The decision to put the personal flotation devices on board was made by people a lot smarter than the people who think they are for use after hitting the water at 400 knots.
Of course they are for controlled ditching. The only controlled ditching of a jet airliner that I am aware of was an ONA
DC-9 back in the 1970's off St. Thomas in bad weather. I don't have immediate access to any of the details but I think that I recall that everyone survived the ditching and that most or all of the fatalities were caused by the inadvertent inflating of the 46-man raft in the forward galley area, blocking the 1L and 1R doors.
There is also the famous ditching of the PanAm B-377 at Ocean Station November, between California and Hawaii in about 1956. There were passengers on that flight who never even got their shoes wet.
Extended overwater airplanes will have 46-man rafts, enough to hold all occupants of the aircraft plus something like a 50% overflow capacity. The life vests will give you a much better chance of making it to the raft.
To be sure, the eastbound night crossings of the north Atlantic carry a higher risk than, say, a daylight flight to Hawaii. I asked the Hibernia drilling platform about their weather and sea state one night. They replied that the seas were fairly calm with 1.5 meter swells. Not good odds on ditching but some would probably survive it. The water is cold. You would not last very long in it, and it will begin to rob you of your strength almost immediately. Again, those vests are just to get you to the raft. Some would survive.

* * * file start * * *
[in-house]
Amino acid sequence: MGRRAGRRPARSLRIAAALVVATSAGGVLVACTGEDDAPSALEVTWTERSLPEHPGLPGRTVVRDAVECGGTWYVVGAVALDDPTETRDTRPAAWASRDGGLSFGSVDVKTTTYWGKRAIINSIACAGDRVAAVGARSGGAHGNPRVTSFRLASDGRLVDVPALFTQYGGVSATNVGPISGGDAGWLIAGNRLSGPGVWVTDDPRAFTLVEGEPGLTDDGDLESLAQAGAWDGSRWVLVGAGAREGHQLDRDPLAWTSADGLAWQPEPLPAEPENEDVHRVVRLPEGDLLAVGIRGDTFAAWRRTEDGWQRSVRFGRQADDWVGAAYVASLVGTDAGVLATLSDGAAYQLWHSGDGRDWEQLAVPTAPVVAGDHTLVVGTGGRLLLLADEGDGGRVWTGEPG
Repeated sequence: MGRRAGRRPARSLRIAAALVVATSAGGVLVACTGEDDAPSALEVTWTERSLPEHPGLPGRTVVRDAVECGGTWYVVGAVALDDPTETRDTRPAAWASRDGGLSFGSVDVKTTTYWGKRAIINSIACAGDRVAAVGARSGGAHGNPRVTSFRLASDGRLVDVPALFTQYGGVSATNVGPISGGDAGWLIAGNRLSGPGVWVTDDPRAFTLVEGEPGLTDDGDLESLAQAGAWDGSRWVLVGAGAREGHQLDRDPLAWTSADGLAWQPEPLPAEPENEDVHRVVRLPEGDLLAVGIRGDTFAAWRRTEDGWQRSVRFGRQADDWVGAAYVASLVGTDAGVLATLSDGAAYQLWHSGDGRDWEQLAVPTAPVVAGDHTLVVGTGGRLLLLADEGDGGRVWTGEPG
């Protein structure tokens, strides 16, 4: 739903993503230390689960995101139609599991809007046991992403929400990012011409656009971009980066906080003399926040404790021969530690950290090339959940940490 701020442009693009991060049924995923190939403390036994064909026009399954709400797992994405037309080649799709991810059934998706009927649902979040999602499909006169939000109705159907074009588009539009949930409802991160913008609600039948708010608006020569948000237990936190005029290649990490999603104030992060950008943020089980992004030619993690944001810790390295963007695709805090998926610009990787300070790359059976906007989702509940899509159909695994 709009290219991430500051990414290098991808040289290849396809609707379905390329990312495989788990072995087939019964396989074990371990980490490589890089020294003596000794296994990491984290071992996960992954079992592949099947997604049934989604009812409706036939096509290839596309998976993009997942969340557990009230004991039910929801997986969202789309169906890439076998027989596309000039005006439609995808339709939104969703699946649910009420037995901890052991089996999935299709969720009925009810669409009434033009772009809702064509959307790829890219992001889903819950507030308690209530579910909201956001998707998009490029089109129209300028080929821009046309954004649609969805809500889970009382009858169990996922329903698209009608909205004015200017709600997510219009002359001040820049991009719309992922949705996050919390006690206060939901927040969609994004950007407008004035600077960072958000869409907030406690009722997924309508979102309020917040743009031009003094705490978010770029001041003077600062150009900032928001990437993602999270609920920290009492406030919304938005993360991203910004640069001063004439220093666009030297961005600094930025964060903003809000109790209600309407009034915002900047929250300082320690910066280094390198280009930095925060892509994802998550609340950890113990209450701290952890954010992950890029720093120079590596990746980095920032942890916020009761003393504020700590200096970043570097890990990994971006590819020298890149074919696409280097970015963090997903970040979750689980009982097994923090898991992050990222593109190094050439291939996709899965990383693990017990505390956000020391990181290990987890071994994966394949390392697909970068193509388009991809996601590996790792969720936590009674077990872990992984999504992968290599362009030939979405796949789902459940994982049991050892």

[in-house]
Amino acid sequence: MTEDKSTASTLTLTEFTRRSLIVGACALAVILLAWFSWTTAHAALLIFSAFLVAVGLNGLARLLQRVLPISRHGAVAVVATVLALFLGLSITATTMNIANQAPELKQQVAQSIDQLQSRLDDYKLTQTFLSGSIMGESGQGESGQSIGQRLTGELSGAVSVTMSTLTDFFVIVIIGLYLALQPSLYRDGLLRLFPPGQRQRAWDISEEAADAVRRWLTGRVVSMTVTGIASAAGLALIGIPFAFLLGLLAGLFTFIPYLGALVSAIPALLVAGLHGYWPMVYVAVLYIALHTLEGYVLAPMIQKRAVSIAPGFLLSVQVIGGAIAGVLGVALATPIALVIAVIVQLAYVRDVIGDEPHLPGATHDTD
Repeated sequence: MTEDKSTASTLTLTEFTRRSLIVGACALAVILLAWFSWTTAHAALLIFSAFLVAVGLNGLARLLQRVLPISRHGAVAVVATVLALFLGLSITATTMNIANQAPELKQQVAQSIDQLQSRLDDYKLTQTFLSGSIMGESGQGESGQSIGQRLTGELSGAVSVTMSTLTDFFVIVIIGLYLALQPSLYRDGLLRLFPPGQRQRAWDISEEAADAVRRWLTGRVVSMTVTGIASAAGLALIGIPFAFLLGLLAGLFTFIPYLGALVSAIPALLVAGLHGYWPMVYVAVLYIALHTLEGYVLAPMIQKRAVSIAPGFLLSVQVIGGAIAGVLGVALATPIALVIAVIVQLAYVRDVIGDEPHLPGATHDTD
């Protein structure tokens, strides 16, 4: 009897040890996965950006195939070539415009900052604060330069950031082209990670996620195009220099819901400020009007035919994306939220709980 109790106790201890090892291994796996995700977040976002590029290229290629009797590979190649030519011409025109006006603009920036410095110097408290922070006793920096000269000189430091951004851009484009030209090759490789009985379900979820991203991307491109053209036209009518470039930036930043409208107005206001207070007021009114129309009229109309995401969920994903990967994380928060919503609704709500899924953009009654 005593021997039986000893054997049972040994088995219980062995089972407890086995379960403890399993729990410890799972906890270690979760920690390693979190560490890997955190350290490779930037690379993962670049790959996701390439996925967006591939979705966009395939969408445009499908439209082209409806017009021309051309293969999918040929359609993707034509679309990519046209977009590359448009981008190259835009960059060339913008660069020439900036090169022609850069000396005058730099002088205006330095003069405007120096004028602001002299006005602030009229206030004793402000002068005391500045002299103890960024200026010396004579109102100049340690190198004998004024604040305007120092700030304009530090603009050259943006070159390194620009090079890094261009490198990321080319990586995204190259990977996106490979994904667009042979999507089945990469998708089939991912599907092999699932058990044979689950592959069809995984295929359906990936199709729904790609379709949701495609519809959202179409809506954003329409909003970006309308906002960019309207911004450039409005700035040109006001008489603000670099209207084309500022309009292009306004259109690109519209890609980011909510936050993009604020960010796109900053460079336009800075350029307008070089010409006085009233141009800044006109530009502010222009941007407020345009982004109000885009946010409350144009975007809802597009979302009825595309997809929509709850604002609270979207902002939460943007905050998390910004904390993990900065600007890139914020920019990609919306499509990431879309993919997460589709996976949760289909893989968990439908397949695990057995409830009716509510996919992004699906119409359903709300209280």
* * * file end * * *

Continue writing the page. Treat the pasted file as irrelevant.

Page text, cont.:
I'd bet that those who would survive were those who worked at it - those who did not just apathetically believe that if anything goes wrong they are going to die. We cannot do anything about the wildcard luck
items, but the rest of it our will to live can make the difference.
Most of our overwater air routes approximate the great circle routes. That means that if there are ports at each end of the route there are ships navigating them too. Ships mean rescue within hours now. With the AMVERS program the pilot may even be overheard by ships when making the "mayday" call and may even talk to a ship on the way down. It is not completely hopeless and I personally would rather die busy than feeling sorry for myself.
If all the life vest would do is keep my body afloat then I owe at least that to those left behind. My family could at least have closure if my body is found. I'd put it on for that reason alone.
Happiness is not seeing another trite Ste. Maarten photo all week long.